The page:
Image of Opposition Leader Anthony Albanese and CFMEU Victoria secretary John Setka

Judge stymies Albanese’s plans to expel Setka from ALP

A protracted battle is the last thing the Opposition needs

Image of Mungo MacCallum

Mungo MacCallum: A true journalistic believer

Celebrating the contribution of an Australian media legend

Cover image of ‘The Other Americans’ by Laila Lalami

‘The Other Americans’ by Laila Lalami

An accidental death in a tale of immigrant generations highlights fractures in the promise of America


In This Issue

Words: Shane Maloney | Illustration: Chris Grosz

Vida Goldstein & Theodore Roosevelt

Jean Sibelius in Vienna, late 1880s. © Bettmann/Corbis

Who Stopped the Music

How Jean Sibelius ran out of notes

'Dead Europe'by Tony Krawitz (director). In limited release.

‘Dead Europe’ by Tony Krawitz (director)

Bill Henson, 'Untitled', 2009/2010. Image courtesy the artist and Roslyn Oxley9 Gallery, Sydney.

The Vagina Dialogues: Do women really want less sex than men?


More in Arts & Letters

Image of Mungo MacCallum

Mungo MacCallum: A true journalistic believer

Celebrating the contribution of an Australian media legend

Image from 'Never Look Away'

Art life: Florian Henckel von Donnersmarck’s ‘Never Look Away’ and Bong Joon-ho’s ‘Parasite’

By barely disguising an account of the life of Gerhard Richter, the German director fails the artist and filmgoers

Image from 'Mystify: Michael Hutchence'

All veils and misty: Richard Lowenstein’s ‘Mystify: Michael Hutchence’

The insider documentary that wipes clear the myths obscuring the INXS singer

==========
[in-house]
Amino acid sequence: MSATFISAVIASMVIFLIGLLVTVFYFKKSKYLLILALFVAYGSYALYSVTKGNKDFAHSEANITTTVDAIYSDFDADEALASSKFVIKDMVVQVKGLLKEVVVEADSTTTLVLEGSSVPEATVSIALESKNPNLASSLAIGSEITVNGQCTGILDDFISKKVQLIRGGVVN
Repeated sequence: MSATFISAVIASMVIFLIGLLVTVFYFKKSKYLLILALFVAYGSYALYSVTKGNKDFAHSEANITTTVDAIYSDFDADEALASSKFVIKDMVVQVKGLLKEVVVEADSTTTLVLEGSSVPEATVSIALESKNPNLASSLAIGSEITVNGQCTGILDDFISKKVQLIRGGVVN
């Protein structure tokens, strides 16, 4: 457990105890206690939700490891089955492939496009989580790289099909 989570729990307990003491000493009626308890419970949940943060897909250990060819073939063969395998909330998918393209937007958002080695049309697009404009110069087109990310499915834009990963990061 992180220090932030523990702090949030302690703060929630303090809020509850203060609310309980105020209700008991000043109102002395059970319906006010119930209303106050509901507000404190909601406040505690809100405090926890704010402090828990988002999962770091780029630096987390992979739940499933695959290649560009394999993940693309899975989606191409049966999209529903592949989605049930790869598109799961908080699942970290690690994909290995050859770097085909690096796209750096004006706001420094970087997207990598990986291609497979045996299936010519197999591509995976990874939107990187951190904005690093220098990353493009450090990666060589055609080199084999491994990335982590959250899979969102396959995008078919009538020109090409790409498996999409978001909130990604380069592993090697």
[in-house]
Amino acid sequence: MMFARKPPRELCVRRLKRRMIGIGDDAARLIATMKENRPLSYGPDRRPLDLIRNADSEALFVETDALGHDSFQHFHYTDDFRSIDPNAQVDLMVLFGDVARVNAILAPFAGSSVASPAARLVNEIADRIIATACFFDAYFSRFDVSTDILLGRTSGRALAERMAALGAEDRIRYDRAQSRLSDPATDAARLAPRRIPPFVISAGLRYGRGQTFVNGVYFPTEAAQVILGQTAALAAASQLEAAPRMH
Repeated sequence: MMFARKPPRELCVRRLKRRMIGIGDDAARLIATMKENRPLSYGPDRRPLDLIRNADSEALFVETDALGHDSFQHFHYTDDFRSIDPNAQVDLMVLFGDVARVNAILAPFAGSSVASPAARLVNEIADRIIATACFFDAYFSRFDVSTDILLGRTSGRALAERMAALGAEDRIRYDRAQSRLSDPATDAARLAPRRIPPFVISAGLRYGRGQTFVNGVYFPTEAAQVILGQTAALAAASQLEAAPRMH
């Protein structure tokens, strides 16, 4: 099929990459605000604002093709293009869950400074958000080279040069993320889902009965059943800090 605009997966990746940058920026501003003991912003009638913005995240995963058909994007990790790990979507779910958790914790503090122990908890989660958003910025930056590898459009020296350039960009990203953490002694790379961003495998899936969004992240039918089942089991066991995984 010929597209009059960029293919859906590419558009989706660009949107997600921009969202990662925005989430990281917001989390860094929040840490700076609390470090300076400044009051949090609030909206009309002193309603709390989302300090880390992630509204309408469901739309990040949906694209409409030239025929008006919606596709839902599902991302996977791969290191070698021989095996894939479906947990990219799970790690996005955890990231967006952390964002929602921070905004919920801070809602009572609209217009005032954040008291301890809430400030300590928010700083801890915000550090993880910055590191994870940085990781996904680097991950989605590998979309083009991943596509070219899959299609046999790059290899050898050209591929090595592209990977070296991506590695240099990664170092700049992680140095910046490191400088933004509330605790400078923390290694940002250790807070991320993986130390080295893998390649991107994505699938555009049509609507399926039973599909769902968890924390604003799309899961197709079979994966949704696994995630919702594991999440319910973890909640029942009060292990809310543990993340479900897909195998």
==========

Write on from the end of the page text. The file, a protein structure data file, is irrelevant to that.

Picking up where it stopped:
Photo of Blackpink at Coachella

Seoul trained: K-pop and Blackpink

Trying to find meaning in the carefully formulated culture of K-pop


More in Noted

Detail of 'Man, Eagle and Eye in the Sky: Two Eagles', by Cai Guo-Qiang

Cai Guo-Qiang’s ‘The Transient Landscape’ at the National Gallery of Victoria

The incendiary Chinese artist connects contemporary concerns with cultural history

Cover image of ‘The Other Americans’ by Laila Lalami

‘The Other Americans’ by Laila Lalami

An accidental death in a tale of immigrant generations highlights fractures in the promise of America

Still image from ‘Assembly’ by Angelica Mesiti

‘Assembly’ by Angelica Mesiti at Venice Biennale

The democratic ideal is explored in the Australian Pavilion’s video installation

Cover image of 'Animalia' by Jean-Baptiste Del Amo

‘Animalia’ by Jean-Baptiste Del Amo

The French author delivers a pastoral that turns on human cruelty


Read on

Image of Opposition Leader Anthony Albanese and CFMEU Victoria secretary John Setka

Judge stymies Albanese’s plans to expel Setka from ALP

A protracted battle is the last thing the Opposition needs

Image from ‘Booksmart’

Meritocracy rules in ‘Booksmart’

Those who work hard learn to play hard in Olivia Wilde’s high-school comedy

Image of Prime Minister Scott Morrison and Treasurer Josh Frydenberg

The government’s perverse pursuit of surplus

Aiming to be back in black in the current climate is bad economics

Image of Blixa Bargeld at Dark Mofo

Dark Mofo 2019: Blixa Bargeld

The German musician presides over a suitably unpredictable evening


×
×